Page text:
Goodbye to Skye

Today was our last day on the Isle of Skye and we had a long drive ahead of us back to Edinburgh; however, we made time for a “quick” hike nonetheless. It was time to take the road from Glenbrittle to Sligachan and find the Fairy Pools!

We got a little turned around on the drive out there, but that meant we got to see another waterfall and some more hairy coos up close!

waterfall on Isle of Skye

Hairy Coos

The hike to and through the pools can be very quick. It’s only about a half mile until the first in a string of waterfalls cascading down the River Brittle, and then the waterfalls continue up the trail for more than a half mile.

Fairy Pools

Fairy Pools

The river is set at the foot of the Black Cuillin, so this also afforded another opportunity for a few close-up shots.

Black Cuillin waterfall

Black Cuillin

Black Cuillin

Black Cuillin

However, Steve and I took SO MANY PICTURES that this “quick” hike turned out to take a fair amount of time. We had planned to start heading back to the car around 11:40 to be on the road by noon. We got about a half a mile further from the first waterfall around noon and realized we could keep saying “one bend more” for god knows how long, and never make it to Edinburgh.

Anne at the Fairy Pools

Steve at the Fairy Pools

Fairy Pools

Fairy Pools

Upon turning around and starting back in earnest, it was a quick 20-minute walk back to the car.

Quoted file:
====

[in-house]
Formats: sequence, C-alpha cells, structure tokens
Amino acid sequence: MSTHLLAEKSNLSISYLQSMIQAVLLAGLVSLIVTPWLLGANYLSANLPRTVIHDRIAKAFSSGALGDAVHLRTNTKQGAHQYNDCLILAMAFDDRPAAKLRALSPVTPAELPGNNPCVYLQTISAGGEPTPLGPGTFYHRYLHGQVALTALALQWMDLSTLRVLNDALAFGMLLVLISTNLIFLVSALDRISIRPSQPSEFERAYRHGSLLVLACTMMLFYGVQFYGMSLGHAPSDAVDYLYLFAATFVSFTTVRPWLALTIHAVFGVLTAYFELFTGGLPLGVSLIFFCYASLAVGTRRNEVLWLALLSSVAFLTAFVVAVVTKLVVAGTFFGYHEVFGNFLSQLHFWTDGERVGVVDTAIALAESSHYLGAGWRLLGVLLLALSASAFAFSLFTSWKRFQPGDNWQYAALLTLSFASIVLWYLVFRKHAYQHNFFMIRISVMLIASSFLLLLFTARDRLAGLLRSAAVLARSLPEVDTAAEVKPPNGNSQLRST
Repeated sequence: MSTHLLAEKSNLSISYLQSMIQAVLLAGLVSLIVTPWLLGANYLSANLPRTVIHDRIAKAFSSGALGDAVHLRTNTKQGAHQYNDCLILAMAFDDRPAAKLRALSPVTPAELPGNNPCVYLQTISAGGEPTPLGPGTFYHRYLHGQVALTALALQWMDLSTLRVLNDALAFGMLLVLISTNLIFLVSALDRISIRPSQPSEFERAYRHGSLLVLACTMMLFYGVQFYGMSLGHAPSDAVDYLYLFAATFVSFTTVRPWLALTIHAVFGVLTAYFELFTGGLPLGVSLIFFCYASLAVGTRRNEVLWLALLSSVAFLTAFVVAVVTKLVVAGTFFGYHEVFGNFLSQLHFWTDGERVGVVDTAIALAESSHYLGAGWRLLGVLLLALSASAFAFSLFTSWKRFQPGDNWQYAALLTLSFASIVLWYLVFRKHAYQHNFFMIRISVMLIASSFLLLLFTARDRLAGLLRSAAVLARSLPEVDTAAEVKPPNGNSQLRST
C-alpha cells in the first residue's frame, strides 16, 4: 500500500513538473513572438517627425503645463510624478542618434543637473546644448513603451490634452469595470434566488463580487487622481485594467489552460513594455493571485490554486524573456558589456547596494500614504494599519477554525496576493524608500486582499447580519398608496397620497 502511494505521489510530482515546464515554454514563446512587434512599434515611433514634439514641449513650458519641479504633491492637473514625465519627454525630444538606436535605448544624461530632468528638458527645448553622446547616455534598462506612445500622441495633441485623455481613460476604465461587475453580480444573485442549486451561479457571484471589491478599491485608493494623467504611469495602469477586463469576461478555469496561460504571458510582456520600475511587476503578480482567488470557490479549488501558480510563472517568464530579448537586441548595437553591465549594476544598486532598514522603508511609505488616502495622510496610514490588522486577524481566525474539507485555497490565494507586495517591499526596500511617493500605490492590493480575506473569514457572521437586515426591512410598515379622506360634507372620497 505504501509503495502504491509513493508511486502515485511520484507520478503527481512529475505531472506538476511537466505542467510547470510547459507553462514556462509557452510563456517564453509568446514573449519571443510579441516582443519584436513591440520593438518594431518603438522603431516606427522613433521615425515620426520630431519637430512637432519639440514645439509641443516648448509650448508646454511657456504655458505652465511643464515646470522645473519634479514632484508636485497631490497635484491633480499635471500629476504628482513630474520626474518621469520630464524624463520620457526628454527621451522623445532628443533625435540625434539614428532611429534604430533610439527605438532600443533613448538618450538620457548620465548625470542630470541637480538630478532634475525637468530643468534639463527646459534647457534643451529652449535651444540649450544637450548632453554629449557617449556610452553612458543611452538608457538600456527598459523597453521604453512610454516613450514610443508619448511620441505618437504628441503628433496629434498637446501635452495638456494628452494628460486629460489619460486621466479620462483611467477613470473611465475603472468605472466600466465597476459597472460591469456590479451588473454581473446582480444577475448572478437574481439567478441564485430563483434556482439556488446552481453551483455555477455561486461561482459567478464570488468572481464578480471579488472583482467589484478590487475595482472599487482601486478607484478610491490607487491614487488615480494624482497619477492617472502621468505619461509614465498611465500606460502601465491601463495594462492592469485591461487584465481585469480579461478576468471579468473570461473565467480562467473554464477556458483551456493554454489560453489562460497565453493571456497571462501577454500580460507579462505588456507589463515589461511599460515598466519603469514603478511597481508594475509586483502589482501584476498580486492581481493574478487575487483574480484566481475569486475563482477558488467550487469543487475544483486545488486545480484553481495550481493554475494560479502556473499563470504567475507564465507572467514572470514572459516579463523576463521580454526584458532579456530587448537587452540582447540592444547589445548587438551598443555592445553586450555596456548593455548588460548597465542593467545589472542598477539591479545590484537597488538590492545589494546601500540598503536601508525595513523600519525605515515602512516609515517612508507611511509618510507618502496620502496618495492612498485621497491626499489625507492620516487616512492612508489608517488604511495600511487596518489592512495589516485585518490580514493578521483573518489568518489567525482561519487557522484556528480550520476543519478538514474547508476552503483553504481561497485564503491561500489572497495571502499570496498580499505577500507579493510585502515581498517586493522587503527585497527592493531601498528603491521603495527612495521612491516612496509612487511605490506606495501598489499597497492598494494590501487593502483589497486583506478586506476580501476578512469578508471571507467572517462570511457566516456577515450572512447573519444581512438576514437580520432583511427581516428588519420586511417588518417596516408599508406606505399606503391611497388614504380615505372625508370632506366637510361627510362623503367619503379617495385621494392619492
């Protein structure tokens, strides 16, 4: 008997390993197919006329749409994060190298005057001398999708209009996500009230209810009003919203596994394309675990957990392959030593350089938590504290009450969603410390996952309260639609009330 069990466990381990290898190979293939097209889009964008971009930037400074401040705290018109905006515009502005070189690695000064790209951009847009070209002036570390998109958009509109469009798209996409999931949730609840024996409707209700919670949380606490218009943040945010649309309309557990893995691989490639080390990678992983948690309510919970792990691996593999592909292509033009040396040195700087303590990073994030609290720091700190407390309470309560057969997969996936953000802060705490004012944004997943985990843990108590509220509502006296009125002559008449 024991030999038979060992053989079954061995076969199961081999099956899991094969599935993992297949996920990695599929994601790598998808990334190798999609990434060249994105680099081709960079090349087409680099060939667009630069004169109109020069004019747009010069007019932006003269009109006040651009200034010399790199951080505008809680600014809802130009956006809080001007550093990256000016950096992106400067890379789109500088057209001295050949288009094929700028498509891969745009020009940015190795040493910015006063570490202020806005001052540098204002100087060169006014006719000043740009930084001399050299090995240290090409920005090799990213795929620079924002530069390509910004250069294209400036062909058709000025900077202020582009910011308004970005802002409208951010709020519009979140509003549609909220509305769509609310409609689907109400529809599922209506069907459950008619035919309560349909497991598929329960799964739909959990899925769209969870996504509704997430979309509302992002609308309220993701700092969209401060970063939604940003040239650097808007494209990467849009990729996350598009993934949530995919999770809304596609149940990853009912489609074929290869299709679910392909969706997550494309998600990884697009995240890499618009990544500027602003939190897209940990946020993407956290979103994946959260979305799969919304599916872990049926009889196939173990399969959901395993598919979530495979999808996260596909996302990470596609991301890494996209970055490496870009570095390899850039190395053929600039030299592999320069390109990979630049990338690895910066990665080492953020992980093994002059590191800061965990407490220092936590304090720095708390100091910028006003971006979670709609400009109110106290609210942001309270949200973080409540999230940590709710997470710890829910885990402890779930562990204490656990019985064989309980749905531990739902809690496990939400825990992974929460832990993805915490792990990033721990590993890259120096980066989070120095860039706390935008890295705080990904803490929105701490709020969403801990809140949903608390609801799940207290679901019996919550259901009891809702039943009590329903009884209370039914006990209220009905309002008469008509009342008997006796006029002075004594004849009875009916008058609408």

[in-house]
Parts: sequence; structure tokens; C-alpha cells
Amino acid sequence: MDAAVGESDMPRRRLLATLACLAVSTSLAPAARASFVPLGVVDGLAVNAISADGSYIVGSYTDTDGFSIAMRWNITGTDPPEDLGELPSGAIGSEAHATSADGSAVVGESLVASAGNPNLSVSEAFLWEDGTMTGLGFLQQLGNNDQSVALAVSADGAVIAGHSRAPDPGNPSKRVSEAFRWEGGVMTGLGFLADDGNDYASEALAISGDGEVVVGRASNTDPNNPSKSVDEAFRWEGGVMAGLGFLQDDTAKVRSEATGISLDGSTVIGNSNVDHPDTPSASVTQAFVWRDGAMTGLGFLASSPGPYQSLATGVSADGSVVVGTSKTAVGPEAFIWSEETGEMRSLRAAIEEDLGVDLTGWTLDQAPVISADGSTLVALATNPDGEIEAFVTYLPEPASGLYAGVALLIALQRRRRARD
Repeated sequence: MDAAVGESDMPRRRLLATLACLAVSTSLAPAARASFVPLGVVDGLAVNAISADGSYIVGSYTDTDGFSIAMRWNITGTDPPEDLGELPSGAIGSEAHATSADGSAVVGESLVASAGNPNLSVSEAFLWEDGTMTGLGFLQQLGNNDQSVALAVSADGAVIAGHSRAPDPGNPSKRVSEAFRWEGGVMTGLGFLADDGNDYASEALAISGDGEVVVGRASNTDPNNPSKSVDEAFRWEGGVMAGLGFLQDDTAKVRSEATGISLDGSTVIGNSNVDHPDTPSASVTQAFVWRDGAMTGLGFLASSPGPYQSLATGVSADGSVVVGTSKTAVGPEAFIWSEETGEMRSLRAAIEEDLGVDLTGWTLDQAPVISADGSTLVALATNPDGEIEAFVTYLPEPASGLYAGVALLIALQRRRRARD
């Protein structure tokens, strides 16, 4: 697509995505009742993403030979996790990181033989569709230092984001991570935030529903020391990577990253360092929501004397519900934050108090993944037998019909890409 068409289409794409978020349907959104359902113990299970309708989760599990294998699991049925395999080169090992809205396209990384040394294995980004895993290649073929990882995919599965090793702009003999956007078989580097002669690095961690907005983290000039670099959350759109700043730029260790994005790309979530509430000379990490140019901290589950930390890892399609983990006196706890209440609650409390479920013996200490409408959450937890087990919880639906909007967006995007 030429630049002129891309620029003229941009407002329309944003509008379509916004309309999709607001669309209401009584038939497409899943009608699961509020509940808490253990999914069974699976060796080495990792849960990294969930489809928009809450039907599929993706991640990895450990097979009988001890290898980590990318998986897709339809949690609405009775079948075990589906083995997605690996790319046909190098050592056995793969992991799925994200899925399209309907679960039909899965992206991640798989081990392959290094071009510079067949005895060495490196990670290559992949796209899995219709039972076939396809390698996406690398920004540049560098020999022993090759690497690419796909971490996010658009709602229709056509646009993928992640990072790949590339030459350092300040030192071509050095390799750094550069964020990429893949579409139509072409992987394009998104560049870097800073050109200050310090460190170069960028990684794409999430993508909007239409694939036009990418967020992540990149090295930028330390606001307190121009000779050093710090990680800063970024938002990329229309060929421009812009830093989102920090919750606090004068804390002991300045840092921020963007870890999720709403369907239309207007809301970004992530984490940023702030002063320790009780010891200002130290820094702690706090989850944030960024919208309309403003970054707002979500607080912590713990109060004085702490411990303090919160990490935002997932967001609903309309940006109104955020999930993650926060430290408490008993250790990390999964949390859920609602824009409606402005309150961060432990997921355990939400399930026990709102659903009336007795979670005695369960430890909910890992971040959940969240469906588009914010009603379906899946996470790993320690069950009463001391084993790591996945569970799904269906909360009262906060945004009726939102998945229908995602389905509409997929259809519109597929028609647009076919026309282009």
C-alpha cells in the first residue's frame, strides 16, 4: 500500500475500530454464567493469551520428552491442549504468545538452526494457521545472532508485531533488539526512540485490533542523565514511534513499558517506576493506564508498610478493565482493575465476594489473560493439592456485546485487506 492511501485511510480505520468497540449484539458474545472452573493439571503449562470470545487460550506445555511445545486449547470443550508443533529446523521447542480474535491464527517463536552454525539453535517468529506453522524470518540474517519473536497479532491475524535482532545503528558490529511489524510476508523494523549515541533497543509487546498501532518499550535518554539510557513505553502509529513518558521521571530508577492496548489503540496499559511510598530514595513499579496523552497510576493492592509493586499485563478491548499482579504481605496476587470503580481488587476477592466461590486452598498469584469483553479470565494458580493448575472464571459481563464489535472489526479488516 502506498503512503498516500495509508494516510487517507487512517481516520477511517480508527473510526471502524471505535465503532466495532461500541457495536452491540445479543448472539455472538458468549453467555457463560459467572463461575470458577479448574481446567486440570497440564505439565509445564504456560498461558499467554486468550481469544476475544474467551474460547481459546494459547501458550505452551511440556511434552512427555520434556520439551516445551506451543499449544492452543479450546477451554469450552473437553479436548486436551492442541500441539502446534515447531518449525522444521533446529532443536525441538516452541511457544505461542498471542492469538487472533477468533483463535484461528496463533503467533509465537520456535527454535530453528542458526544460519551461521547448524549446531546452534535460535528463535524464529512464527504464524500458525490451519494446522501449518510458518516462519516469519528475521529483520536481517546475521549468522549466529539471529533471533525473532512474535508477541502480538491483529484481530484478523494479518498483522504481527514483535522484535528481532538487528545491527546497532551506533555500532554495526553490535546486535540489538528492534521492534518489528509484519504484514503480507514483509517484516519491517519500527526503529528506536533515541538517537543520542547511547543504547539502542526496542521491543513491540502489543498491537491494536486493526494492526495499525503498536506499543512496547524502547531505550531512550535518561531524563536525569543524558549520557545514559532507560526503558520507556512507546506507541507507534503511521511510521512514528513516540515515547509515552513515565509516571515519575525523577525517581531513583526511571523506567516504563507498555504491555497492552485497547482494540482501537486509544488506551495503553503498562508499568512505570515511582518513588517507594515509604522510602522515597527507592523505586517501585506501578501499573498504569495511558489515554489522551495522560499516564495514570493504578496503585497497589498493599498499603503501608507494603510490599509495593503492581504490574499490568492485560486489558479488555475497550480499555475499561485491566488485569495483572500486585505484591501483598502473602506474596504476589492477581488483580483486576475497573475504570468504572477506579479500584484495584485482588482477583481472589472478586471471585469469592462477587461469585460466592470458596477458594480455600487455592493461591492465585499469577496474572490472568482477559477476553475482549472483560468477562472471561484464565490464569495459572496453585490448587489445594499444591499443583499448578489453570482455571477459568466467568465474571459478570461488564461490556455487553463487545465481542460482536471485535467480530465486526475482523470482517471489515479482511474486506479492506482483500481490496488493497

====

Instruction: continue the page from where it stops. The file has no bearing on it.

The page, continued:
A wonderful way to end our trip to Skye and, as Steve said, I just had to get one more hike in. But who would seriously blame me?

Fairy Pools

Fairy Pools

The drive to Edinburgh from Skye takes about four and a half hours, so we really had to be on our way if we were going to get there before dinner. With many a backward glance, we were on our way.

a backward glance

Realizing that we would be driving right past Killiecrankie on the A9, we decided to make a quick stop there to check it out. This was one of the sites that we had to skip on our first day driving up to the Highlands due to our unfortunate trouble with the clutch on the first rental car.

We got to the site just after the visitor center closed, but we took a quick walk down the trail to Soldier’s Leap, where a government soldier supposedly made a life-saving 18-foot leap across the river to escape pursuing Jacobite soldiers.

Soldier’s Leap at Killiecrankie

Killiecrankie

We also walked a little way down another trail and came upon a railway viaduct built on the mid-1800s and still in use today.

railway viaduct

railway viaduct

tracks at the top of the railway viaduct

Since the visitor center was closed, I expect we will add this site back to our list of places to see on our future trip, but it was nice to get a sense of what was there and stretch our legs after the long drive from Skye.

We ended up getting to Edinburgh much later than we had planned (8:00 rather than 6:00), so we drove directly to the City Centre for dinner rather than dropping by our hotel by the airport first.

Trying to avoid too much city driving, we parked a few blocks away from the castle, then walked along the Grassmarket to the top of the Royal Mile. This was a whole area of the city we hadn’t explored earlier in our trip. I guess another day or two in Edinburgh might be in order as well.

After one final meal at The World’s End, we made our way to the hotel and strategized our packing so that we could get everything under the weight limit and in our two free checked bags. We made it, although just barely.

Anne at The World's End